"You Just Can't Win (By Making the Same Mistake)," a duet with Gene Chandler (as Gene and Jerry), made little impact but got Jerry going on the vocal collaboration idea that had worked so well several years earlier with Betty Everett. 24-year-old Brenda Lee Eager had grown up singing in church in Mobile, Alabama; her group, The Piperettes, worked as backing vocalists on some of Jerry's hits and the two got together on "If it's Real What I Feel," a top ten R&B hit in late '71. Billed as Brenda Lee, she added her last name afterwards to avoid confusion with the more famous Brenda Lee. In 1972, "Ain't Understanding Mellow" earned the duo a gold record and a remake of The Carpenters' smash "(They Long to Be) Close to You," penned nearly a decade earlier by Jerry's "Make it Easy" buddies Bacharach and David, sent them back into the R&B top ten. With these accomplishments and a few solo singles under her belt, Brenda eventually returned to backing vocal work, singing behind countless music stars over the years.

A 1972 remake of Gamble and Huff's "One Night Affair" (The O'Jays had scored with it in '69) was Butler's last notable single on Mercury. He left the company in 1974 and kicked around a couple of years before making his way to Motown, debuting there in '76 with an edgier vocal sound on "The Devil in Mrs. Jones" and making his biggest splash with "I Wanna Do it to You," a smooth ballad hit, bucking 1977's prevailing disco trend. Gamble and Huff had gone bigtime with their Philadelphia International label and Jerry hooked up with them in '78, giving in to the power of the glittery dance hall ball with "(I'm Just Thinking About) Cooling Out."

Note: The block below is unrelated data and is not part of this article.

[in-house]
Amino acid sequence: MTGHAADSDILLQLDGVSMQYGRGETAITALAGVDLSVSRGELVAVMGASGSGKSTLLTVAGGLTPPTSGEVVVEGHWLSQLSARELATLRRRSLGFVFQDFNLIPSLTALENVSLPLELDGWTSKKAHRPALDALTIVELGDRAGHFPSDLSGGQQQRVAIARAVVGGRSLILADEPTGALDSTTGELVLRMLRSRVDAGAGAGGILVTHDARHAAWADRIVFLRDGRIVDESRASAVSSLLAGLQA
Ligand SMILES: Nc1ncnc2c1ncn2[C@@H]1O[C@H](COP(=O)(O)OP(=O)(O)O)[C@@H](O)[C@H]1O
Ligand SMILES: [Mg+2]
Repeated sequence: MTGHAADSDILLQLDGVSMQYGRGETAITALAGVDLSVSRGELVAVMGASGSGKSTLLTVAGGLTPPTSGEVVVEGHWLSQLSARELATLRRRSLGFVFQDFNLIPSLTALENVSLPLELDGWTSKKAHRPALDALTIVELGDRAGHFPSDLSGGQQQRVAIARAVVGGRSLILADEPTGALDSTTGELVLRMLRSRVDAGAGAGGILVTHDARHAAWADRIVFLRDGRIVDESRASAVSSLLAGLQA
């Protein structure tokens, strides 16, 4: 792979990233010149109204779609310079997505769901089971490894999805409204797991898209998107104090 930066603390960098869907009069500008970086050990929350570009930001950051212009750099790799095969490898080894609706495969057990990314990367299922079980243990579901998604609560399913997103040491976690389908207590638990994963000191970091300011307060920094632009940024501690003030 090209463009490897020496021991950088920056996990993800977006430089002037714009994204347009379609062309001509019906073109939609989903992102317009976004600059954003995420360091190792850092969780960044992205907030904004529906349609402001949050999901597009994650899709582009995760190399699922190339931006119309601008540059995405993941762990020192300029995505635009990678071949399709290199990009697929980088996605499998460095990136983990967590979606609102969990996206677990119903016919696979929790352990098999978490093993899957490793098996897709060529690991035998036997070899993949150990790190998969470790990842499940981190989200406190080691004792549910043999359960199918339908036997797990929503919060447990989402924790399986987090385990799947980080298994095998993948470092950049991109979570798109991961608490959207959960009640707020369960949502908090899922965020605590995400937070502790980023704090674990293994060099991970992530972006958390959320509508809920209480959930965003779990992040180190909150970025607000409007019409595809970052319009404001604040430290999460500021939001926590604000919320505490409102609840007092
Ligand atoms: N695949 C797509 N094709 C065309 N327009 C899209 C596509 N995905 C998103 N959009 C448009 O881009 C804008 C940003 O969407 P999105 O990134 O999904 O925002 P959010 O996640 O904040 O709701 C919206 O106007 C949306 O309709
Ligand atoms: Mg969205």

In the 1980s Jerry became politically active, taking a longstanding position as a County Commissioner in Cook County, Illinois. His artistic career has thrived as he's embarked on regularly-scheduled concert tours, sometimes appearing as a frontman for classical symphony orchestras! He began as a balladeer, his baritone voice blessed with a natural, minty-fresh coolness that has deteriorated little over six decades. With apologies to playwright Eugene O'Neill, the "Ice Man" nickname fits Jerry Butler better than anyone.

- Michael Jack Kirby



For Your Precious Love He Will Break Your Heart (Theme from) Taras Bulba (The Wishing Star) I Don't Want to Hear Anymore Never Give You Up